Is Sexual Identity All in Your Head?

Is it a boy or a girl? It's the first question most parents ask about their newborn baby. But for a surprising number of infants, the answer is not immediately obvious.

Doctors say as many as 1 in 2,000 babies is born with ambiguous genitalia — neither totally male nor female. For parents, the decision about how to proceed is often agonizing, and the stakes are high: the wrong choice could trap a little boy inside a girl's body or create a girl who longs to be a man.

Now a new study in the New England Journal of Medicine is shedding more light on what factors make us feel male or female. The research examined 16 genetically and hormonally male babies born with a rare birth defect called cloacal exstrophy (unlike cases where the genitalia are ambiguous, male babies born with cloacal exstrophy have a small or non-existent penis).

Traditionally, doctors believed that without a penis, these children would not be able to form a healthy male sexual identity. So, 14 of the 16 babies were assigned the female sex, given female hormone treatments and raised as girls.

But follow-up questionnaires given years later suggest that the female label did not stick very well.

"These children were born male in nearly every respect," explains study author Dr. John Gearhart, professor and chair of pediatric urology at Johns Hopkins Hospital in Baltimore.

The Key? Hormones

Gearhart found eight of the 14 subjects now declared themselves male. All 16 of the children enjoyed typical "male" pursuits such as baseball, football, and hockey. Only one played with dolls, and most rejected feminine clothing.

The study illustrates what was once unthinkable — that a person can feel like a male without a penis — is completely possible, maybe even predictable, given what we now know about how sexual identity is formed.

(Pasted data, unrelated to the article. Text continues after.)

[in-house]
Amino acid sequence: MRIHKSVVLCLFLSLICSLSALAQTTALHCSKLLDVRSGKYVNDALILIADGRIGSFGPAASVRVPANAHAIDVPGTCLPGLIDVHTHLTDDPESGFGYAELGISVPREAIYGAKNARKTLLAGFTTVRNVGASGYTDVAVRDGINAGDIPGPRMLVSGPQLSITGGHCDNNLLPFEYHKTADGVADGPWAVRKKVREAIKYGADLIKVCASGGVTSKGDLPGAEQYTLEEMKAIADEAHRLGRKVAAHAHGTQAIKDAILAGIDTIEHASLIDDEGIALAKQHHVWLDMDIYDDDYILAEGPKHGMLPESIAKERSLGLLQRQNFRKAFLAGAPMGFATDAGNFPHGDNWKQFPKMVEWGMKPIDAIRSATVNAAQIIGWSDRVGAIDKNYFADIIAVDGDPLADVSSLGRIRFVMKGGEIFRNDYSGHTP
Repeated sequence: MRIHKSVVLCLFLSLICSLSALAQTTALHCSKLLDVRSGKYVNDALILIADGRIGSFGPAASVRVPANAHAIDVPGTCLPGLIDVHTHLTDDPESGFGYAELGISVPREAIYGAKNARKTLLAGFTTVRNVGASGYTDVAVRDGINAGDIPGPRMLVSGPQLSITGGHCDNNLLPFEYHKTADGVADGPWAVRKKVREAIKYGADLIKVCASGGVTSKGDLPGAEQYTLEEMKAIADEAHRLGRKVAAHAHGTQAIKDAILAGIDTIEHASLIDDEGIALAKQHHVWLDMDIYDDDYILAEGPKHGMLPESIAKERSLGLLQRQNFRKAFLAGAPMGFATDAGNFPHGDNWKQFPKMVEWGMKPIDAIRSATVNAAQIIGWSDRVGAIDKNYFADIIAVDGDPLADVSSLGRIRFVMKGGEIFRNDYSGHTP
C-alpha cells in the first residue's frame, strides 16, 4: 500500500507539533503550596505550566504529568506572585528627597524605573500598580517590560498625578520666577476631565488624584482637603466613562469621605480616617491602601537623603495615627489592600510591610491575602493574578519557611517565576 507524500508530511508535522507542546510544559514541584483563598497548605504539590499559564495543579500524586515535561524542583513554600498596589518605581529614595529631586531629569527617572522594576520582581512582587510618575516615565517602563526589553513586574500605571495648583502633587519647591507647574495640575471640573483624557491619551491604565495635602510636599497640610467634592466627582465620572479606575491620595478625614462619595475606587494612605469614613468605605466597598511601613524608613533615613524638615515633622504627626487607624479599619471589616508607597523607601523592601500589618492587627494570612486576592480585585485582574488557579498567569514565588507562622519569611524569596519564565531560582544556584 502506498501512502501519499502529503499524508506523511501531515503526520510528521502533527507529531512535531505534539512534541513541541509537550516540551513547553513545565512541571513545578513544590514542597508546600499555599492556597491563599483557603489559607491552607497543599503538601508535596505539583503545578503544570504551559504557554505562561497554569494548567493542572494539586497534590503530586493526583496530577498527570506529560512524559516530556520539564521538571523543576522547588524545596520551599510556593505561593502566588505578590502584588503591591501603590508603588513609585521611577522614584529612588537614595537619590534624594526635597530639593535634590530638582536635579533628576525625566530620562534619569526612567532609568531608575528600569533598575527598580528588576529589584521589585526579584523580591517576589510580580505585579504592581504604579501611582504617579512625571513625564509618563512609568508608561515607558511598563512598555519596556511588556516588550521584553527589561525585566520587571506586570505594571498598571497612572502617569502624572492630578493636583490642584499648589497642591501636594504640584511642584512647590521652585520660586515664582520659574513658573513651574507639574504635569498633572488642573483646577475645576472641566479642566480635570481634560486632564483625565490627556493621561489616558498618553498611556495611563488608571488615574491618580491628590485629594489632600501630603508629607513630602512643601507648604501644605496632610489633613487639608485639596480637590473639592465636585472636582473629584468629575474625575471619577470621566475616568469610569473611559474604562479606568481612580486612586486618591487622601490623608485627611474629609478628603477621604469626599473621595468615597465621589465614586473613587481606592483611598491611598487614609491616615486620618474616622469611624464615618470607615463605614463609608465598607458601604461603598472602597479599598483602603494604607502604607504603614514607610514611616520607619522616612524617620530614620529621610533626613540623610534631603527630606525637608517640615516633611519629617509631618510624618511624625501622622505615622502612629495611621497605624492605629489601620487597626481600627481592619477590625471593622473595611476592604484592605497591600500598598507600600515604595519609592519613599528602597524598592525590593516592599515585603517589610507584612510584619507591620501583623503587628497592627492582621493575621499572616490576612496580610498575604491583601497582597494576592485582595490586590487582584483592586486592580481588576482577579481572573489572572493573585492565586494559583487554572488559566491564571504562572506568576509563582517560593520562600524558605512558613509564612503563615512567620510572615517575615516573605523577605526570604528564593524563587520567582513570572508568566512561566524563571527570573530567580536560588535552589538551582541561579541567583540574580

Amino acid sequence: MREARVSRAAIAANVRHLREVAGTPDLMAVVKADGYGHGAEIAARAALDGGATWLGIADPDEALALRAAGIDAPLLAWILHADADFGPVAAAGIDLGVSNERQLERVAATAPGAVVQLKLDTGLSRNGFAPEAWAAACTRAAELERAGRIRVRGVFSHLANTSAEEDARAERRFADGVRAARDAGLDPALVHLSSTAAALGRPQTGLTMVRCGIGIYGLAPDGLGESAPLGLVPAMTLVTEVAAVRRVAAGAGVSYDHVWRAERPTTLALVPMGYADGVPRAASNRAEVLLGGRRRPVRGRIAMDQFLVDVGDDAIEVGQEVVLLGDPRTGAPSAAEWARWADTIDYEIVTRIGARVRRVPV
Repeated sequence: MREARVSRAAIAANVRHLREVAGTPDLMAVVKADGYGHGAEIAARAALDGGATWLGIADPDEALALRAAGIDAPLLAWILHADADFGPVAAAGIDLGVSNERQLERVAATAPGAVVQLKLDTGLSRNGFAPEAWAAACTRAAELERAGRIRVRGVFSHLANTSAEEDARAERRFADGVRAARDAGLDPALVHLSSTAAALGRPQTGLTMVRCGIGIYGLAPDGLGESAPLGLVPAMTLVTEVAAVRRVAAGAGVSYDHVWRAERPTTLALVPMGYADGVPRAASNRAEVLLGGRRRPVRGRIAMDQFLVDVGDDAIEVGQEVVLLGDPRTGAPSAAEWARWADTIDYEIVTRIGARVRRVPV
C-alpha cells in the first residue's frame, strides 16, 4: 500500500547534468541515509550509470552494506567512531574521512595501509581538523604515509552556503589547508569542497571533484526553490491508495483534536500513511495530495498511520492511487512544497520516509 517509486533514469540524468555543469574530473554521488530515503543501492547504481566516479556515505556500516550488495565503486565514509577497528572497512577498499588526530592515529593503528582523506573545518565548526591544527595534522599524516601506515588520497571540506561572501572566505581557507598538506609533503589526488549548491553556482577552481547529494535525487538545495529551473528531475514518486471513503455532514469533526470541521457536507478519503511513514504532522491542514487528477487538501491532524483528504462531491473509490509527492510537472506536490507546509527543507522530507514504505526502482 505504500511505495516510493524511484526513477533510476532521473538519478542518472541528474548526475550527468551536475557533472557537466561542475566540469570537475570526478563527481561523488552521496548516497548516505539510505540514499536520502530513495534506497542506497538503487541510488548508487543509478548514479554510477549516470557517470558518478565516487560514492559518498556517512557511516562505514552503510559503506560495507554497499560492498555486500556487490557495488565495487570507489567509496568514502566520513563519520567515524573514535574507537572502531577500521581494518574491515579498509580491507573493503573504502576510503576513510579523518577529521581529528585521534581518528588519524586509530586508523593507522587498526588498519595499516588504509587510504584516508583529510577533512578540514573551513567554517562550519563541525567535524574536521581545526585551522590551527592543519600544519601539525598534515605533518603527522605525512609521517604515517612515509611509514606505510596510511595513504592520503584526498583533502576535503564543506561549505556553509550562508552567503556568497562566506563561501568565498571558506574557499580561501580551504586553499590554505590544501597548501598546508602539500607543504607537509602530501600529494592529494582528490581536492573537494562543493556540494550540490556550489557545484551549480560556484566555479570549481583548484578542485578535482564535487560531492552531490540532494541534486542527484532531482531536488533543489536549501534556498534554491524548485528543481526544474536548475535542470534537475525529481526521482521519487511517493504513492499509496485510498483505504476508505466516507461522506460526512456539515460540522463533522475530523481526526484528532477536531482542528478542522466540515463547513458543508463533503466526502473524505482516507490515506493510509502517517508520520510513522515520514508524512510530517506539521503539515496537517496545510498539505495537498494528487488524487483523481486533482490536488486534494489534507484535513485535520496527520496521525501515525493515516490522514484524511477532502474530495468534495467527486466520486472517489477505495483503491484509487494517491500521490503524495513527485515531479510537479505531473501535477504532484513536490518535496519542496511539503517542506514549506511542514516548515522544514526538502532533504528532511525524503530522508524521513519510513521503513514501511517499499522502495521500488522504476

Hormones are key. "What we now know is that hormones imprint your brain," explains Dr. Craig Peters, a urological surgeon at Children's Hospital in Boston. "We don't know exactly when it happens, but probably even in utero."

Studies like Gearhart's have helped change policy. Now male babies born with cloacal exstrophy would be recognized as male. "One very seldom does gender conversion [for this condition] anymore," Gearhart says.

Yet surgery for other conditions, especially those involving ambiguous genitalia, is still common. "Probably the most common condition for gender conversion is male pseduo-hermaphroditism," Gearhart explains.

So How Do Parents Decide?

Parents and doctors have a variety of scientific tools to tell aid them in determining a baby's sex if the genitalia are ambiguous. Genetic testing is performed to check for the presence of a "Y" chromosome. Males are XY; females are XX.

An internal exam determines the shape of the pelvis and checks for the presence of female sex organs like ovaries and a uterus. Physicians evaluate whether the person has the potential to be a fertile male or fertile female.

Doctors also check the baby's levels of male hormones (called androgens, like testosterone) and female hormones (such as estrogen). In each case, the sex hormones are created by the gonads — testes for males and ovaries for females.

But production of hormones is only half the battle. The body must have receptors that sense the presence of the hormones or sexual characteristics will not develop normally.

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